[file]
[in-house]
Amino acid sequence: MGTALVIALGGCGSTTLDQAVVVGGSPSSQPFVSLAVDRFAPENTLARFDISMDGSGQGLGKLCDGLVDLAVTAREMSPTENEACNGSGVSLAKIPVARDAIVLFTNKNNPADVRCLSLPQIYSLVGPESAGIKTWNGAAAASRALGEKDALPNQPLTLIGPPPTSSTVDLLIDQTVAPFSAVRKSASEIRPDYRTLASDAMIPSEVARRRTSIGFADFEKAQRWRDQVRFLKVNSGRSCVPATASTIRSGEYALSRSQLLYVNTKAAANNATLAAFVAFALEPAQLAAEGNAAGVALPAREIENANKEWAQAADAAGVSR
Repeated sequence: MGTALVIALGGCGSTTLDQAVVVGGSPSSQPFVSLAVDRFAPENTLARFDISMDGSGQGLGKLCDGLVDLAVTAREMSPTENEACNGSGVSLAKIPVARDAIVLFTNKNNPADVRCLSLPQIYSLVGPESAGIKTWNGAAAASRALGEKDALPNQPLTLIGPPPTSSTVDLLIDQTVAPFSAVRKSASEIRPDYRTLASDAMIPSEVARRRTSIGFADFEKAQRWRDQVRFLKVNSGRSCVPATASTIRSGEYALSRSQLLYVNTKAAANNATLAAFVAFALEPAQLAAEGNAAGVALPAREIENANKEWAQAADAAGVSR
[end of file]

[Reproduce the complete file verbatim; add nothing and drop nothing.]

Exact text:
[in-house]
Amino acid sequence: MGTALVIALGGCGSTTLDQAVVVGGSPSSQPFVSLAVDRFAPENTLARFDISMDGSGQGLGKLCDGLVDLAVTAREMSPTENEACNGSGVSLAKIPVARDAIVLFTNKNNPADVRCLSLPQIYSLVGPESAGIKTWNGAAAASRALGEKDALPNQPLTLIGPPPTSSTVDLLIDQTVAPFSAVRKSASEIRPDYRTLASDAMIPSEVARRRTSIGFADFEKAQRWRDQVRFLKVNSGRSCVPATASTIRSGEYALSRSQLLYVNTKAAANNATLAAFVAFALEPAQLAAEGNAAGVALPAREIENANKEWAQAADAAGVSR
Repeated sequence: MGTALVIALGGCGSTTLDQAVVVGGSPSSQPFVSLAVDRFAPENTLARFDISMDGSGQGLGKLCDGLVDLAVTAREMSPTENEACNGSGVSLAKIPVARDAIVLFTNKNNPADVRCLSLPQIYSLVGPESAGIKTWNGAAAASRALGEKDALPNQPLTLIGPPPTSSTVDLLIDQTVAPFSAVRKSASEIRPDYRTLASDAMIPSEVARRRTSIGFADFEKAQRWRDQVRFLKVNSGRSCVPATASTIRSGEYALSRSQLLYVNTKAAANNATLAAFVAFALEPAQLAAEGNAAGVALPAREIENANKEWAQAADAAGVSR